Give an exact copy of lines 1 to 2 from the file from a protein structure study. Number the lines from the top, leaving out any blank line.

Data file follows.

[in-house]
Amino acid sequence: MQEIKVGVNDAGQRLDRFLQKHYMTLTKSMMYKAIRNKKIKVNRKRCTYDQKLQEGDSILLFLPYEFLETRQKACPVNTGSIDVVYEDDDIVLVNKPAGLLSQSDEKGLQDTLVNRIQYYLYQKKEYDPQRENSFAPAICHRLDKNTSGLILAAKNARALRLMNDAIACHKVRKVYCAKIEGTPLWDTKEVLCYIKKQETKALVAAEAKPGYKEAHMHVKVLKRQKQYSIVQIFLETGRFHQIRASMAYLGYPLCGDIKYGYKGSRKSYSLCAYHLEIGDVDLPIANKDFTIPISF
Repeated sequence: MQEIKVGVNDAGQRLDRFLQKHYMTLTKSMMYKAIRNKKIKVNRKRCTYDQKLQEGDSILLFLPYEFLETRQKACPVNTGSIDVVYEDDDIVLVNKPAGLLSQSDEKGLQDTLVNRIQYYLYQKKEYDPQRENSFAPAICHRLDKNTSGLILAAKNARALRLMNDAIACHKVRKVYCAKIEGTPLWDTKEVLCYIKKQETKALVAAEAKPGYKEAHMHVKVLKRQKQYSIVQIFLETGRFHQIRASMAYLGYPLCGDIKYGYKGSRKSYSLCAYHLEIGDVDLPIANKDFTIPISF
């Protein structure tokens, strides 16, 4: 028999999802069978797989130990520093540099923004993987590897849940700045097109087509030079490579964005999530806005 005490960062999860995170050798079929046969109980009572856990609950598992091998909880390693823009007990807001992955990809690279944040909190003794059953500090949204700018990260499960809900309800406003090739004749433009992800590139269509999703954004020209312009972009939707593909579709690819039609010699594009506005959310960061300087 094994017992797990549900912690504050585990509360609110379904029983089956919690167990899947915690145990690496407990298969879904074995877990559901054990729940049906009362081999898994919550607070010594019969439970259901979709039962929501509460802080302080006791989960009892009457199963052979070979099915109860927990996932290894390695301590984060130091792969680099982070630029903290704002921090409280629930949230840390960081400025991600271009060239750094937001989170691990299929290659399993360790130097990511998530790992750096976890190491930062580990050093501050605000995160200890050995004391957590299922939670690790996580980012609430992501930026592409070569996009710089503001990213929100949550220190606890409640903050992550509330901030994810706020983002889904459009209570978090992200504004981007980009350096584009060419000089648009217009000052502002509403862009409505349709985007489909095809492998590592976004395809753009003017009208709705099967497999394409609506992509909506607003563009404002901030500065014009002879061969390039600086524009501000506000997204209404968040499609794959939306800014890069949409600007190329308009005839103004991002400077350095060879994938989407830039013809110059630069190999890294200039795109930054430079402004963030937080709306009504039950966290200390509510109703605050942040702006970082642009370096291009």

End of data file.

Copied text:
[in-house]
Amino acid sequence: MQEIKVGVNDAGQRLDRFLQKHYMTLTKSMMYKAIRNKKIKVNRKRCTYDQKLQEGDSILLFLPYEFLETRQKACPVNTGSIDVVYEDDDIVLVNKPAGLLSQSDEKGLQDTLVNRIQYYLYQKKEYDPQRENSFAPAICHRLDKNTSGLILAAKNARALRLMNDAIACHKVRKVYCAKIEGTPLWDTKEVLCYIKKQETKALVAAEAKPGYKEAHMHVKVLKRQKQYSIVQIFLETGRFHQIRASMAYLGYPLCGDIKYGYKGSRKSYSLCAYHLEIGDVDLPIANKDFTIPISF